Overview of Ethics in Higher Education


In the United States, the roots of the relationship between moral education and higher education are firmly grounded in America's Judeo-Christian heritage. The purpose of "higher" education was to pursue truth, and truth was inextricably linked to morality. In our Christian perspective, the best and correct moral truths were found in scripture. As science evolved, so did an allegiance to empiricism. The scientific method became what differentiated facts and values, and suddenly truth could be debated. Scholars began to argue that the best forms of knowing were the result of empirical inquiry. This was the point at which the pursuit of knowledge departed from the pursuit of morality and religion. Factual truth became the domain of science and moral truths were left to the purview of religion.

Higher education had to find a way to honor the pursuit of truth, and sustain its connection to moral development. It did so by secularizing moral education. It found ways to engage students in moral development that were philosophically based, and not religious based. No longer was morality considered a product of religious piety. Complete secularization did not occur until late in the 20th century, and only after institutions of higher education dabbled with the idea that scientific truth equated to moral goodness. As academic disciplines emerged, the struggle to differentiate and distinguish themselves from other academic disciplines became paramount, and the idea emerged that the value each discipline added to society was through technical excellence, not moral guidance. It was at this point, late in the 20th century that higher education experienced an institutional bifurcation of morality and truth. Given the fact that moral education and higher education is inextricably linked in the American consciousness, the separation of morality and truth did not absolve colleges and universities of their responsibility to create developmental experiences that would improve goodness and morality in its students. And so evolved several strategies to inculcate students to a world of "rightness" and "goodness" as proxies for moral soundness. To explicate some of those strategies is the purpose of this web site.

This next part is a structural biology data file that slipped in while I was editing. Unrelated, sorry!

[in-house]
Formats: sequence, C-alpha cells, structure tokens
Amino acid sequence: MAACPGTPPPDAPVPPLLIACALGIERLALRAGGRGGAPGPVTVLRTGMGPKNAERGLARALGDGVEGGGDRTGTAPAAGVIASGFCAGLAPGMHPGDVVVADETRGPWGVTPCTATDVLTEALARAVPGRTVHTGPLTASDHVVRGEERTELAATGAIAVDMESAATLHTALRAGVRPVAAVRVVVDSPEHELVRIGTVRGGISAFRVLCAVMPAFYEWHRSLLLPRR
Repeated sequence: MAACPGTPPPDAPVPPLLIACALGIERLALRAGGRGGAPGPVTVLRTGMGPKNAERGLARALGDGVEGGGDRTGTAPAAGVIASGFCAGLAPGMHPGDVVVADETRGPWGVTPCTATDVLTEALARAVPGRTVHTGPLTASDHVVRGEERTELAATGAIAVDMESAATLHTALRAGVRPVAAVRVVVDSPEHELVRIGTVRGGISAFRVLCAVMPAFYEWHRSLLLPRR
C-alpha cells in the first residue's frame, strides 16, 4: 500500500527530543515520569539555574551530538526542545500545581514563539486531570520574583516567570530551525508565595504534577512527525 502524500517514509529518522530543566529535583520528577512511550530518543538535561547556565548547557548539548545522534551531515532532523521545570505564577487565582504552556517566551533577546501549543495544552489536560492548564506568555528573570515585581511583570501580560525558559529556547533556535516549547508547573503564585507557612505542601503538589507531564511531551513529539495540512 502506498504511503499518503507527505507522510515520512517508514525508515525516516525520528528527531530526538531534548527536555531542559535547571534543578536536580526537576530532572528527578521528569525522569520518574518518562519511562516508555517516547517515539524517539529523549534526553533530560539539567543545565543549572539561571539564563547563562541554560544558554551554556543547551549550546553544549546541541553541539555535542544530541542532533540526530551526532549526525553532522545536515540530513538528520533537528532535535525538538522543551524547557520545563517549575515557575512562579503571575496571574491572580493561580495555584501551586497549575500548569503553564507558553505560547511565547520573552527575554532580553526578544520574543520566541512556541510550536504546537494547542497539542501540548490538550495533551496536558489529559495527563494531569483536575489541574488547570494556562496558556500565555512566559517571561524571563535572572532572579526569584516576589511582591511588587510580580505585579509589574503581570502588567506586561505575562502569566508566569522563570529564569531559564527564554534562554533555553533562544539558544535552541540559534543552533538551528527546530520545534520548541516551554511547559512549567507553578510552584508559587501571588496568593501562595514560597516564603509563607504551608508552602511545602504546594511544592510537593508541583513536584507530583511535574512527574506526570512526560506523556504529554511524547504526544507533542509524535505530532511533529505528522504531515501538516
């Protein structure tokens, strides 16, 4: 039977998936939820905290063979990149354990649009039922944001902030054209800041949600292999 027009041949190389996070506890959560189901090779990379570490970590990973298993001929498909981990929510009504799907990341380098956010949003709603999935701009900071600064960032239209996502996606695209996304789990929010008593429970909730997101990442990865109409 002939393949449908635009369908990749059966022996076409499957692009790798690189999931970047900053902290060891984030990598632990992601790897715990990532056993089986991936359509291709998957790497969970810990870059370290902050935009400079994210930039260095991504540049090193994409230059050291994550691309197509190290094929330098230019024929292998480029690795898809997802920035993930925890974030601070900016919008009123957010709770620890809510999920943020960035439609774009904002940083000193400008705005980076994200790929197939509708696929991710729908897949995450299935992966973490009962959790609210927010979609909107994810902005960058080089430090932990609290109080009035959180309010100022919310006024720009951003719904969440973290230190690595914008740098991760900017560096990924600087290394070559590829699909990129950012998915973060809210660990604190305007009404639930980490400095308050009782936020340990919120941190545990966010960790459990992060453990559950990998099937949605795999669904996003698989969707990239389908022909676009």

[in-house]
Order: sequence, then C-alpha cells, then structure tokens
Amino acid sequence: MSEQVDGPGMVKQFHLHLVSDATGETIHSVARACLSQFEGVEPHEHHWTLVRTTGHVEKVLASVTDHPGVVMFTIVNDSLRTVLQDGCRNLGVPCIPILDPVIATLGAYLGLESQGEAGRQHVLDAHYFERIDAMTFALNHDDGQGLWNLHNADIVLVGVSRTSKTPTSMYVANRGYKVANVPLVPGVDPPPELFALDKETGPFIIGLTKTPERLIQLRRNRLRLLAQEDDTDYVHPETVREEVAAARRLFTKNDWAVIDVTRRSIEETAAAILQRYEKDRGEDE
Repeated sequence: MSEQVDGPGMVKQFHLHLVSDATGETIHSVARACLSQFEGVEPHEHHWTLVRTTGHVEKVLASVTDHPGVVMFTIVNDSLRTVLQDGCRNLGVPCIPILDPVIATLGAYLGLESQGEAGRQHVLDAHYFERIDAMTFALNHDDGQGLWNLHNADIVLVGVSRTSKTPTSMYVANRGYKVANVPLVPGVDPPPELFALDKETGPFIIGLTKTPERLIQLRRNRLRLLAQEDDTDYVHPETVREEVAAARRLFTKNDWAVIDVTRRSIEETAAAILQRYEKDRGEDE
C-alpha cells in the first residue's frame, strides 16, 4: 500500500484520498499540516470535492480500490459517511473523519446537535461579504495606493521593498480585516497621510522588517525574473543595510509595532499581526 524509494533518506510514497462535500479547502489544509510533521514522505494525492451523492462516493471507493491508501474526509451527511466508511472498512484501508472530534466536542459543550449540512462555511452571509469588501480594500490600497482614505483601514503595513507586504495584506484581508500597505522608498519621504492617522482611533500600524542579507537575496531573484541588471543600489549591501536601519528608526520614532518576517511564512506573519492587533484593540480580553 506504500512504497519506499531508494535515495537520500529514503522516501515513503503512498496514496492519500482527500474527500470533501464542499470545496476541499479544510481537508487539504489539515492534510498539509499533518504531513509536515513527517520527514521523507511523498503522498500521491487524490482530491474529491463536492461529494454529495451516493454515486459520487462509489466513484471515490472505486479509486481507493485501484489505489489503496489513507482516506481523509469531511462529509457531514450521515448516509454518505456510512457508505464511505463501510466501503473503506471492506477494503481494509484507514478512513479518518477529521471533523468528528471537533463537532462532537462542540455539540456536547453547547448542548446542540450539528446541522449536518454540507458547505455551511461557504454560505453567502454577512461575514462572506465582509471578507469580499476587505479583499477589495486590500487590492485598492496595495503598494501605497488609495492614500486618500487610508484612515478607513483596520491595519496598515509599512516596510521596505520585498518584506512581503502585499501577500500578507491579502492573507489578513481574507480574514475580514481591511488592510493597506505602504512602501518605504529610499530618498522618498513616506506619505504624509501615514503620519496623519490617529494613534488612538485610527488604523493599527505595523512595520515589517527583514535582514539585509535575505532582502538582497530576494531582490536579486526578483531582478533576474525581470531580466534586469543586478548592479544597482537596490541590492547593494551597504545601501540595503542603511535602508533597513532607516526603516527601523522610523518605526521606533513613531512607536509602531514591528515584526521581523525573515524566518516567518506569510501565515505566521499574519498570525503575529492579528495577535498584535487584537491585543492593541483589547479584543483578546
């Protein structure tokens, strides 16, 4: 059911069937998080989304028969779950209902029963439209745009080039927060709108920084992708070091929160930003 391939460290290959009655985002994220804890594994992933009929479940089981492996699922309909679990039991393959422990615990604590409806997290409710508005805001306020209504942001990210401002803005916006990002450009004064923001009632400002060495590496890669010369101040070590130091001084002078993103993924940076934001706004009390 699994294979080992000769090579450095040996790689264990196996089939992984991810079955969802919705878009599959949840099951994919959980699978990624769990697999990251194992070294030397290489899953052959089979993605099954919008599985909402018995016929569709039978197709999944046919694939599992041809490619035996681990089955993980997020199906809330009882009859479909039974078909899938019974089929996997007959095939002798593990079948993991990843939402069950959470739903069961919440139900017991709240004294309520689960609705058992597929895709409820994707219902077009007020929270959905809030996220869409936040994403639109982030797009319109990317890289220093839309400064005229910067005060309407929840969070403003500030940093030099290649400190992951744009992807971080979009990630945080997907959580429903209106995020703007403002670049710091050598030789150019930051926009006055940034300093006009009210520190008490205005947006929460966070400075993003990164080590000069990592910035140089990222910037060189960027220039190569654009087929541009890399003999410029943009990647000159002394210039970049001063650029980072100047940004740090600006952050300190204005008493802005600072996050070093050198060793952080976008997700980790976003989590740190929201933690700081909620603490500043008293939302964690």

Since the 1980s, there has been a trend in higher education institutions to review, revive, or create ethics policies. Most of these school have been inspired by scandals occurring on their campuses. For instance, in 2003, 12% of the women graduating from the United States Air Force Academy reported having been raped by male cadets during their four year undergraduate experience. This incident caused not only the Air Force Academy, but colleges across the nation, to seriously consider the role of ethical development in their curriculum. Colleges found themselves soul searching for ways to reconcile their role in the moral and ethical lives of their students (Reuben, 1996).

Additionally, there has been a rise in plagiarism on college campuses, fueled in part by the abundance of information accessible by the Internet and the ease with which a student can access that information. For example, in 2003, a graduate student at Ohio University uncovered 55 theses written in the mechanical engineering department that showed evidence of plagiarism. The scandal and its coverage ruined OU's reputation; the Russ College of Engineering and Technology at OU instituted its first honor code in February 2008.

This site has been created to assist faculty and administrators navigate through the complex issues that surround ethics education on a college campus. It also provides several examples of how a variety of schools - with very different characteristics - address the education of ethics to their students. This site highlights programs and school
s that believe it is possible to teach ethics to college-age students, it is the responsibility of college to do so, and the outcomes of this type of education are measurable.